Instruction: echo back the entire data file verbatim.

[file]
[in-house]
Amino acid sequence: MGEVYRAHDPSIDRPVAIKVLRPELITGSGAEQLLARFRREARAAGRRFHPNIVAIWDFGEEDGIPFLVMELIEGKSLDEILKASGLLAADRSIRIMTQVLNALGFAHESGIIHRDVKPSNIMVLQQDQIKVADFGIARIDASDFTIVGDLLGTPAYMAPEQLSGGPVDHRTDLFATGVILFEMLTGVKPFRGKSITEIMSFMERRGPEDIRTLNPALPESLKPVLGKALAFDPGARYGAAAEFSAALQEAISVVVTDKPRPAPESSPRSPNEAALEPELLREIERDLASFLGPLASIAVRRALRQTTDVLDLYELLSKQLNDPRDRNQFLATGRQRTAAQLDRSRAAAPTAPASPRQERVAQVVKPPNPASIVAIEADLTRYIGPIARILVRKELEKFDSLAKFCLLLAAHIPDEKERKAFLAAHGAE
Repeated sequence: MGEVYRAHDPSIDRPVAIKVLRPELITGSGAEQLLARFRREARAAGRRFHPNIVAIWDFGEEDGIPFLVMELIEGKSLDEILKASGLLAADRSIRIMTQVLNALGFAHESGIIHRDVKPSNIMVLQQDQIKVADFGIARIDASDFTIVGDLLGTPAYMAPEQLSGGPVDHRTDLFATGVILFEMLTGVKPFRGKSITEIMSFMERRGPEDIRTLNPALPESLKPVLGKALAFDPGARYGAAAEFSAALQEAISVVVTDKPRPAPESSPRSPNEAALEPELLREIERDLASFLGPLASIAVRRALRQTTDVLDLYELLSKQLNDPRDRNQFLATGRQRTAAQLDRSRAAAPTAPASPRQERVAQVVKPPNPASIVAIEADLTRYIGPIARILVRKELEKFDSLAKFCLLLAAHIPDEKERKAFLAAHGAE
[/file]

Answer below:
[in-house]
Amino acid sequence: MGEVYRAHDPSIDRPVAIKVLRPELITGSGAEQLLARFRREARAAGRRFHPNIVAIWDFGEEDGIPFLVMELIEGKSLDEILKASGLLAADRSIRIMTQVLNALGFAHESGIIHRDVKPSNIMVLQQDQIKVADFGIARIDASDFTIVGDLLGTPAYMAPEQLSGGPVDHRTDLFATGVILFEMLTGVKPFRGKSITEIMSFMERRGPEDIRTLNPALPESLKPVLGKALAFDPGARYGAAAEFSAALQEAISVVVTDKPRPAPESSPRSPNEAALEPELLREIERDLASFLGPLASIAVRRALRQTTDVLDLYELLSKQLNDPRDRNQFLATGRQRTAAQLDRSRAAAPTAPASPRQERVAQVVKPPNPASIVAIEADLTRYIGPIARILVRKELEKFDSLAKFCLLLAAHIPDEKERKAFLAAHGAE
Repeated sequence: MGEVYRAHDPSIDRPVAIKVLRPELITGSGAEQLLARFRREARAAGRRFHPNIVAIWDFGEEDGIPFLVMELIEGKSLDEILKASGLLAADRSIRIMTQVLNALGFAHESGIIHRDVKPSNIMVLQQDQIKVADFGIARIDASDFTIVGDLLGTPAYMAPEQLSGGPVDHRTDLFATGVILFEMLTGVKPFRGKSITEIMSFMERRGPEDIRTLNPALPESLKPVLGKALAFDPGARYGAAAEFSAALQEAISVVVTDKPRPAPESSPRSPNEAALEPELLREIERDLASFLGPLASIAVRRALRQTTDVLDLYELLSKQLNDPRDRNQFLATGRQRTAAQLDRSRAAAPTAPASPRQERVAQVVKPPNPASIVAIEADLTRYIGPIARILVRKELEKFDSLAKFCLLLAAHIPDEKERKAFLAAHGAE